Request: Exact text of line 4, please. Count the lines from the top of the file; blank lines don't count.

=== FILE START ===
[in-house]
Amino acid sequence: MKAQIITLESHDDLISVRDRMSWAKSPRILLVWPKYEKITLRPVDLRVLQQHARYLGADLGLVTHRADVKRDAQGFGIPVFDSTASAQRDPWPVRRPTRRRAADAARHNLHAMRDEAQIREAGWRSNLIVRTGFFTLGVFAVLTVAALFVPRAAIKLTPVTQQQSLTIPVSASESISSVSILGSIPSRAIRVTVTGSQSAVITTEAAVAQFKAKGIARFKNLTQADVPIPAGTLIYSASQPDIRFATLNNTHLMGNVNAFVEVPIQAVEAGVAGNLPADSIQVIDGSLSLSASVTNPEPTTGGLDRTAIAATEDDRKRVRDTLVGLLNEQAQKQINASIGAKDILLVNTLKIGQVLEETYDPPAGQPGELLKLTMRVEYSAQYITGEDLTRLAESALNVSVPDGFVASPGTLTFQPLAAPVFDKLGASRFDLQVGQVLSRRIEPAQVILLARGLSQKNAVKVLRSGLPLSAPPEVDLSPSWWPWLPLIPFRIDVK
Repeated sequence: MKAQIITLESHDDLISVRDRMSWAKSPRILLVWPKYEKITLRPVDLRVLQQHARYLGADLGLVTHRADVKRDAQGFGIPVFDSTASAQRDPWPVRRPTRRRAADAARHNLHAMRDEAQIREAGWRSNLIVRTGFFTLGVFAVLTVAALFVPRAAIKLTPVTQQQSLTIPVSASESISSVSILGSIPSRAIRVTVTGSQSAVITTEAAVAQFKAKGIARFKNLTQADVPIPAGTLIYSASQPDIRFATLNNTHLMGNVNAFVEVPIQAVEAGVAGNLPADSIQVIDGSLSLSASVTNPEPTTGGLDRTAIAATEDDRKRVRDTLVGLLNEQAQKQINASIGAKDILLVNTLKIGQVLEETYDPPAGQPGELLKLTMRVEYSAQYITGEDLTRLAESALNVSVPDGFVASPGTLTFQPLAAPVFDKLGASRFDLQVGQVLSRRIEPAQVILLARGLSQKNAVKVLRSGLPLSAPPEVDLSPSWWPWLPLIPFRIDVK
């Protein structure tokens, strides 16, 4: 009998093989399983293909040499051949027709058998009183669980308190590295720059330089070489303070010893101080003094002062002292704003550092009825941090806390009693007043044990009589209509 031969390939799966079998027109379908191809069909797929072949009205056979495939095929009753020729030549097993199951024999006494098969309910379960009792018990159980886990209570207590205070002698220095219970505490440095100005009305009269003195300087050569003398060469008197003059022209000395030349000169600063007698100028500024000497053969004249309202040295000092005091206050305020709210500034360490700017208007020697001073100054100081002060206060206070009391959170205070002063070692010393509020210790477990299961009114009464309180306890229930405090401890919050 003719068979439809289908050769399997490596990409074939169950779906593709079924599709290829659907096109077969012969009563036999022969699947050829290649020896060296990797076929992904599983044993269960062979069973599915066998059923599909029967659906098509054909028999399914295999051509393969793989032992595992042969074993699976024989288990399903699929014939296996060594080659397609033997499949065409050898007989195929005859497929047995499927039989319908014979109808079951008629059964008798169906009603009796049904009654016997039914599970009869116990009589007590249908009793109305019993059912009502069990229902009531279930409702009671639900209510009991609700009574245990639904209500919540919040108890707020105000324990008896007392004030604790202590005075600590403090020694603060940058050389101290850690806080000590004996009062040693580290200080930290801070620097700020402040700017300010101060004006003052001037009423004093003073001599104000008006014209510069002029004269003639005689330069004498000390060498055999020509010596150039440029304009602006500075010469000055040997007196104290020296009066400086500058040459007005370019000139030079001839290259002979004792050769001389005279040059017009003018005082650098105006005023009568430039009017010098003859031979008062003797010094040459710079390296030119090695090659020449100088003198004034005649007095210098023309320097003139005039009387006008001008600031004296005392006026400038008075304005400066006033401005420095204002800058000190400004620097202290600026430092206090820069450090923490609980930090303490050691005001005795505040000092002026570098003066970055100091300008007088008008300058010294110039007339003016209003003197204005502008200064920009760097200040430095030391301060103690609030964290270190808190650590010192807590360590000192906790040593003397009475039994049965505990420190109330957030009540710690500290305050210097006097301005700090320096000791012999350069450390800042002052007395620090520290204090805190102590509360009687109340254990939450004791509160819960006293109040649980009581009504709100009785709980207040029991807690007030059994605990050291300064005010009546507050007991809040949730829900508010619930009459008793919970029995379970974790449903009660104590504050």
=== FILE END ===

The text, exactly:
């Protein structure tokens, strides 16, 4: 009998093989399983293909040499051949027709058998009183669980308190590295720059330089070489303070010893101080003094002062002292704003550092009825941090806390009693007043044990009589209509 031969390939799966079998027109379908191809069909797929072949009205056979495939095929009753020729030549097993199951024999006494098969309910379960009792018990159980886990209570207590205070002698220095219970505490440095100005009305009269003195300087050569003398060469008197003059022209000395030349000169600063007698100028500024000497053969004249309202040295000092005091206050305020709210500034360490700017208007020697001073100054100081002060206060206070009391959170205070002063070692010393509020210790477990299961009114009464309180306890229930405090401890919050 003719068979439809289908050769399997490596990409074939169950779906593709079924599709290829659907096109077969012969009563036999022969699947050829290649020896060296990797076929992904599983044993269960062979069973599915066998059923599909029967659906098509054909028999399914295999051509393969793989032992595992042969074993699976024989288990399903699929014939296996060594080659397609033997499949065409050898007989195929005859497929047995499927039989319908014979109808079951008629059964008798169906009603009796049904009654016997039914599970009869116990009589007590249908009793109305019993059912009502069990229902009531279930409702009671639900209510009991609700009574245990639904209500919540919040108890707020105000324990008896007392004030604790202590005075600590403090020694603060940058050389101290850690806080000590004996009062040693580290200080930290801070620097700020402040700017300010101060004006003052001037009423004093003073001599104000008006014209510069002029004269003639005689330069004498000390060498055999020509010596150039440029304009602006500075010469000055040997007196104290020296009066400086500058040459007005370019000139030079001839290259002979004792050769001389005279040059017009003018005082650098105006005023009568430039009017010098003859031979008062003797010094040459710079390296030119090695090659020449100088003198004034005649007095210098023309320097003139005039009387006008001008600031004296005392006026400038008075304005400066006033401005420095204002800058000190400004620097202290600026430092206090820069450090923490609980930090303490050691005001005795505040000092002026570098003066970055100091300008007088008008300058010294110039007339003016209003003197204005502008200064920009760097200040430095030391301060103690609030964290270190808190650590010192807590360590000192906790040593003397009475039994049965505990420190109330957030009540710690500290305050210097006097301005700090320096000791012999350069450390800042002052007395620090520290204090805190102590509360009687109340254990939450004791509160819960006293109040649980009581009504709100009785709980207040029991807690007030059994605990050291300064005010009546507050007991809040949730829900508010619930009459008793919970029995379970974790449903009660104590504050």